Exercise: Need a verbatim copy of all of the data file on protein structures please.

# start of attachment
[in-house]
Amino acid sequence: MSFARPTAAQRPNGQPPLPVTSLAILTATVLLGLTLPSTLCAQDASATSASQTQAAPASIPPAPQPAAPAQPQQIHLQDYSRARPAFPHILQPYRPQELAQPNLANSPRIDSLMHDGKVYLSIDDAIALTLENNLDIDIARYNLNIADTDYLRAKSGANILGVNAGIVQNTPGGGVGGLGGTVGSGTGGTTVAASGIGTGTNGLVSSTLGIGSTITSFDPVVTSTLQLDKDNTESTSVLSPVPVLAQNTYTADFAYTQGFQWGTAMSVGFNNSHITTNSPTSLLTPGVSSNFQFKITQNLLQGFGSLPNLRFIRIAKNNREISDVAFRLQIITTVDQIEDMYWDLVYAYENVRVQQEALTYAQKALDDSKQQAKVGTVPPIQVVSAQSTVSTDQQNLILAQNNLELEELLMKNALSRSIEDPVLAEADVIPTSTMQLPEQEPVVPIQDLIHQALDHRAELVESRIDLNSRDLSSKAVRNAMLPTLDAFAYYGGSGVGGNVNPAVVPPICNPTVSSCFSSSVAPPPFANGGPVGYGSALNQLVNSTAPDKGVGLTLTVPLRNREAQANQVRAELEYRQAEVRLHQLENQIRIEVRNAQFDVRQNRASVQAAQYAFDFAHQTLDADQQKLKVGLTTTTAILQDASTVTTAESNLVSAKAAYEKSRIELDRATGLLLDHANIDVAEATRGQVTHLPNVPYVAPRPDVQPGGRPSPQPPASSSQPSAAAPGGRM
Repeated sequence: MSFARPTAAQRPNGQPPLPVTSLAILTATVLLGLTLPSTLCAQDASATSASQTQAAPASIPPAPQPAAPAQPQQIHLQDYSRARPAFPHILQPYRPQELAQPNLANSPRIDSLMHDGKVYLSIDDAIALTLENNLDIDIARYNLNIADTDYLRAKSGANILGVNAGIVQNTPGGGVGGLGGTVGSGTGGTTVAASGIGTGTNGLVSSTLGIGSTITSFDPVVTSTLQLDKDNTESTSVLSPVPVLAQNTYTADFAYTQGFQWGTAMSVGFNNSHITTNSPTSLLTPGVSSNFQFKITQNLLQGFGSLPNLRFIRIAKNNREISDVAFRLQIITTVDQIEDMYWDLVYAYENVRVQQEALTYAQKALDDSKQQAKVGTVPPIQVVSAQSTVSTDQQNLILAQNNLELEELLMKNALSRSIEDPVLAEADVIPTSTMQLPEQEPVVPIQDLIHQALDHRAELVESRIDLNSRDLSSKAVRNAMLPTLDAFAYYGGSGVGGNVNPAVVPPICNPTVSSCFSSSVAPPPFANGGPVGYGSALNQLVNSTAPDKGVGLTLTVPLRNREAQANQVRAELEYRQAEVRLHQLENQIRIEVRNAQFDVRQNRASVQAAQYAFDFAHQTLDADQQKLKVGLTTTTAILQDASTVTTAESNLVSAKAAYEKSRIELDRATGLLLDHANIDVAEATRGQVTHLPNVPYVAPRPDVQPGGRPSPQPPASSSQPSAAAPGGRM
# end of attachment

[in-house]
Amino acid sequence: MSFARPTAAQRPNGQPPLPVTSLAILTATVLLGLTLPSTLCAQDASATSASQTQAAPASIPPAPQPAAPAQPQQIHLQDYSRARPAFPHILQPYRPQELAQPNLANSPRIDSLMHDGKVYLSIDDAIALTLENNLDIDIARYNLNIADTDYLRAKSGANILGVNAGIVQNTPGGGVGGLGGTVGSGTGGTTVAASGIGTGTNGLVSSTLGIGSTITSFDPVVTSTLQLDKDNTESTSVLSPVPVLAQNTYTADFAYTQGFQWGTAMSVGFNNSHITTNSPTSLLTPGVSSNFQFKITQNLLQGFGSLPNLRFIRIAKNNREISDVAFRLQIITTVDQIEDMYWDLVYAYENVRVQQEALTYAQKALDDSKQQAKVGTVPPIQVVSAQSTVSTDQQNLILAQNNLELEELLMKNALSRSIEDPVLAEADVIPTSTMQLPEQEPVVPIQDLIHQALDHRAELVESRIDLNSRDLSSKAVRNAMLPTLDAFAYYGGSGVGGNVNPAVVPPICNPTVSSCFSSSVAPPPFANGGPVGYGSALNQLVNSTAPDKGVGLTLTVPLRNREAQANQVRAELEYRQAEVRLHQLENQIRIEVRNAQFDVRQNRASVQAAQYAFDFAHQTLDADQQKLKVGLTTTTAILQDASTVTTAESNLVSAKAAYEKSRIELDRATGLLLDHANIDVAEATRGQVTHLPNVPYVAPRPDVQPGGRPSPQPPASSSQPSAAAPGGRM
Repeated sequence: MSFARPTAAQRPNGQPPLPVTSLAILTATVLLGLTLPSTLCAQDASATSASQTQAAPASIPPAPQPAAPAQPQQIHLQDYSRARPAFPHILQPYRPQELAQPNLANSPRIDSLMHDGKVYLSIDDAIALTLENNLDIDIARYNLNIADTDYLRAKSGANILGVNAGIVQNTPGGGVGGLGGTVGSGTGGTTVAASGIGTGTNGLVSSTLGIGSTITSFDPVVTSTLQLDKDNTESTSVLSPVPVLAQNTYTADFAYTQGFQWGTAMSVGFNNSHITTNSPTSLLTPGVSSNFQFKITQNLLQGFGSLPNLRFIRIAKNNREISDVAFRLQIITTVDQIEDMYWDLVYAYENVRVQQEALTYAQKALDDSKQQAKVGTVPPIQVVSAQSTVSTDQQNLILAQNNLELEELLMKNALSRSIEDPVLAEADVIPTSTMQLPEQEPVVPIQDLIHQALDHRAELVESRIDLNSRDLSSKAVRNAMLPTLDAFAYYGGSGVGGNVNPAVVPPICNPTVSSCFSSSVAPPPFANGGPVGYGSALNQLVNSTAPDKGVGLTLTVPLRNREAQANQVRAELEYRQAEVRLHQLENQIRIEVRNAQFDVRQNRASVQAAQYAFDFAHQTLDADQQKLKVGLTTTTAILQDASTVTTAESNLVSAKAAYEKSRIELDRATGLLLDHANIDVAEATRGQVTHLPNVPYVAPRPDVQPGGRPSPQPPASSSQPSAAAPGGRM